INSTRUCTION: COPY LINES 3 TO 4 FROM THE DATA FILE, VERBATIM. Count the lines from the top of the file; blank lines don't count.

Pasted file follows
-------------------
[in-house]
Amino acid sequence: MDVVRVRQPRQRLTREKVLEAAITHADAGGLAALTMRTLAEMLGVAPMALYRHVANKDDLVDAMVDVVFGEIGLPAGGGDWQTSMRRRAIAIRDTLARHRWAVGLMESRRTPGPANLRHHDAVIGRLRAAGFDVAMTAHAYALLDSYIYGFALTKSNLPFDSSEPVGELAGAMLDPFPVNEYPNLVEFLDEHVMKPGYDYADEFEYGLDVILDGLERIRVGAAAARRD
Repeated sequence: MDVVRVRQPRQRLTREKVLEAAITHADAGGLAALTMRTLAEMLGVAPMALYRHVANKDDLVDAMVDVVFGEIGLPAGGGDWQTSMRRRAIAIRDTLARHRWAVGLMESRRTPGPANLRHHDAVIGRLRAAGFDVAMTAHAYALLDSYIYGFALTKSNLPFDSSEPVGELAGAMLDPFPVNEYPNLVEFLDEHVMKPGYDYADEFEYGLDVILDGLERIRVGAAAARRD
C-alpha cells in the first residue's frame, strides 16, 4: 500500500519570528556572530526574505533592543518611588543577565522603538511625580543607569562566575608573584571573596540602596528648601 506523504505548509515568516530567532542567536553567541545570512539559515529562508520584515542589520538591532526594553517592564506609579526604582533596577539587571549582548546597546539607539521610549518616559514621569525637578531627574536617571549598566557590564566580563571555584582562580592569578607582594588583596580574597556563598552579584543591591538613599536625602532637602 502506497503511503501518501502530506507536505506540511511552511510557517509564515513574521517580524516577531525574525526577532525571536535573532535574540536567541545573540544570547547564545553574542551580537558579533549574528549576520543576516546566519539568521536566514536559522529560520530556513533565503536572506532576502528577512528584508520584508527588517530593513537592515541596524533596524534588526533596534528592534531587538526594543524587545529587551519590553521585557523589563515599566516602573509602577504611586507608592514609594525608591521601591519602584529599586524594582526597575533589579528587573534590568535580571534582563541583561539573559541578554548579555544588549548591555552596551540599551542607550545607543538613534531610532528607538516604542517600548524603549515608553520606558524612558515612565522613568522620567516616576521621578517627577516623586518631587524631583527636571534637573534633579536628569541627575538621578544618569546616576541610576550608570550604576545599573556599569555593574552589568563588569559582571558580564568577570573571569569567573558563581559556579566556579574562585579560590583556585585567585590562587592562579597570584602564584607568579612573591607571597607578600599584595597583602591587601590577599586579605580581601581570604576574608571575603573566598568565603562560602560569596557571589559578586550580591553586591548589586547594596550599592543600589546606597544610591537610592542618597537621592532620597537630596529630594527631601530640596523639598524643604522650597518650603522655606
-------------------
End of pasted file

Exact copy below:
Repeated sequence: MDVVRVRQPRQRLTREKVLEAAITHADAGGLAALTMRTLAEMLGVAPMALYRHVANKDDLVDAMVDVVFGEIGLPAGGGDWQTSMRRRAIAIRDTLARHRWAVGLMESRRTPGPANLRHHDAVIGRLRAAGFDVAMTAHAYALLDSYIYGFALTKSNLPFDSSEPVGELAGAMLDPFPVNEYPNLVEFLDEHVMKPGYDYADEFEYGLDVILDGLERIRVGAAAARRD
C-alpha cells in the first residue's frame, strides 16, 4: 500500500519570528556572530526574505533592543518611588543577565522603538511625580543607569562566575608573584571573596540602596528648601 506523504505548509515568516530567532542567536553567541545570512539559515529562508520584515542589520538591532526594553517592564506609579526604582533596577539587571549582548546597546539607539521610549518616559514621569525637578531627574536617571549598566557590564566580563571555584582562580592569578607582594588583596580574597556563598552579584543591591538613599536625602532637602 502506497503511503501518501502530506507536505506540511511552511510557517509564515513574521517580524516577531525574525526577532525571536535573532535574540536567541545573540544570547547564545553574542551580537558579533549574528549576520543576516546566519539568521536566514536559522529560520530556513533565503536572506532576502528577512528584508520584508527588517530593513537592515541596524533596524534588526533596534528592534531587538526594543524587545529587551519590553521585557523589563515599566516602573509602577504611586507608592514609594525608591521601591519602584529599586524594582526597575533589579528587573534590568535580571534582563541583561539573559541578554548579555544588549548591555552596551540599551542607550545607543538613534531610532528607538516604542517600548524603549515608553520606558524612558515612565522613568522620567516616576521621578517627577516623586518631587524631583527636571534637573534633579536628569541627575538621578544618569546616576541610576550608570550604576545599573556599569555593574552589568563588569559582571558580564568577570573571569569567573558563581559556579566556579574562585579560590583556585585567585590562587592562579597570584602564584607568579612573591607571597607578600599584595597583602591587601590577599586579605580581601581570604576574608571575603573566598568565603562560602560569596557571589559578586550580591553586591548589586547594596550599592543600589546606597544610591537610592542618597537621592532620597537630596529630594527631601530640596523639598524643604522650597518650603522655606